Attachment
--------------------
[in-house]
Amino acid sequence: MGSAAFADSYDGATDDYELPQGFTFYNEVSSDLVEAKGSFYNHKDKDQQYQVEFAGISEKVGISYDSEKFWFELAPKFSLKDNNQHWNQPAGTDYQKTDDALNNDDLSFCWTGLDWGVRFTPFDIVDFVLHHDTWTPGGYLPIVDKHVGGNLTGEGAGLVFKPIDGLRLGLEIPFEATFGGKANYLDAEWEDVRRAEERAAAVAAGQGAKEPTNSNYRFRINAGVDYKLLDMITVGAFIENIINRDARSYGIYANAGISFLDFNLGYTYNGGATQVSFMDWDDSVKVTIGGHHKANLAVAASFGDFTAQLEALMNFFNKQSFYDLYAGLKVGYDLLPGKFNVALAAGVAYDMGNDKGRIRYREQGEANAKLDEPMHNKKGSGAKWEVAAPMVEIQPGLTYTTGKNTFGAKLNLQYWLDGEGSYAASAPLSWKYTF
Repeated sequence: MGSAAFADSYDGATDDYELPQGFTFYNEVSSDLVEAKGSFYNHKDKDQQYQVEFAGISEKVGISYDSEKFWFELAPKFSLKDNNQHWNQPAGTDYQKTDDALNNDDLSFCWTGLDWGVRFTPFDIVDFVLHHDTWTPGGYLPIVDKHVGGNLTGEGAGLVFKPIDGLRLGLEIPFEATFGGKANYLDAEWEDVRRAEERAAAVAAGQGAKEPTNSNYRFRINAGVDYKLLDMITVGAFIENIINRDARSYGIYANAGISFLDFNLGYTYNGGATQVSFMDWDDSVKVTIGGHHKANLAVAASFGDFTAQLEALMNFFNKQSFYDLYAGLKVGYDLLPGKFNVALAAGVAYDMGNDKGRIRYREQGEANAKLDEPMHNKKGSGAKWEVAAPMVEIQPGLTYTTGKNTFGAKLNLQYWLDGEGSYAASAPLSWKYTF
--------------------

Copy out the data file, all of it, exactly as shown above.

[in-house]
Amino acid sequence: MGSAAFADSYDGATDDYELPQGFTFYNEVSSDLVEAKGSFYNHKDKDQQYQVEFAGISEKVGISYDSEKFWFELAPKFSLKDNNQHWNQPAGTDYQKTDDALNNDDLSFCWTGLDWGVRFTPFDIVDFVLHHDTWTPGGYLPIVDKHVGGNLTGEGAGLVFKPIDGLRLGLEIPFEATFGGKANYLDAEWEDVRRAEERAAAVAAGQGAKEPTNSNYRFRINAGVDYKLLDMITVGAFIENIINRDARSYGIYANAGISFLDFNLGYTYNGGATQVSFMDWDDSVKVTIGGHHKANLAVAASFGDFTAQLEALMNFFNKQSFYDLYAGLKVGYDLLPGKFNVALAAGVAYDMGNDKGRIRYREQGEANAKLDEPMHNKKGSGAKWEVAAPMVEIQPGLTYTTGKNTFGAKLNLQYWLDGEGSYAASAPLSWKYTF
Repeated sequence: MGSAAFADSYDGATDDYELPQGFTFYNEVSSDLVEAKGSFYNHKDKDQQYQVEFAGISEKVGISYDSEKFWFELAPKFSLKDNNQHWNQPAGTDYQKTDDALNNDDLSFCWTGLDWGVRFTPFDIVDFVLHHDTWTPGGYLPIVDKHVGGNLTGEGAGLVFKPIDGLRLGLEIPFEATFGGKANYLDAEWEDVRRAEERAAAVAAGQGAKEPTNSNYRFRINAGVDYKLLDMITVGAFIENIINRDARSYGIYANAGISFLDFNLGYTYNGGATQVSFMDWDDSVKVTIGGHHKANLAVAASFGDFTAQLEALMNFFNKQSFYDLYAGLKVGYDLLPGKFNVALAAGVAYDMGNDKGRIRYREQGEANAKLDEPMHNKKGSGAKWEVAAPMVEIQPGLTYTTGKNTFGAKLNLQYWLDGEGSYAASAPLSWKYTF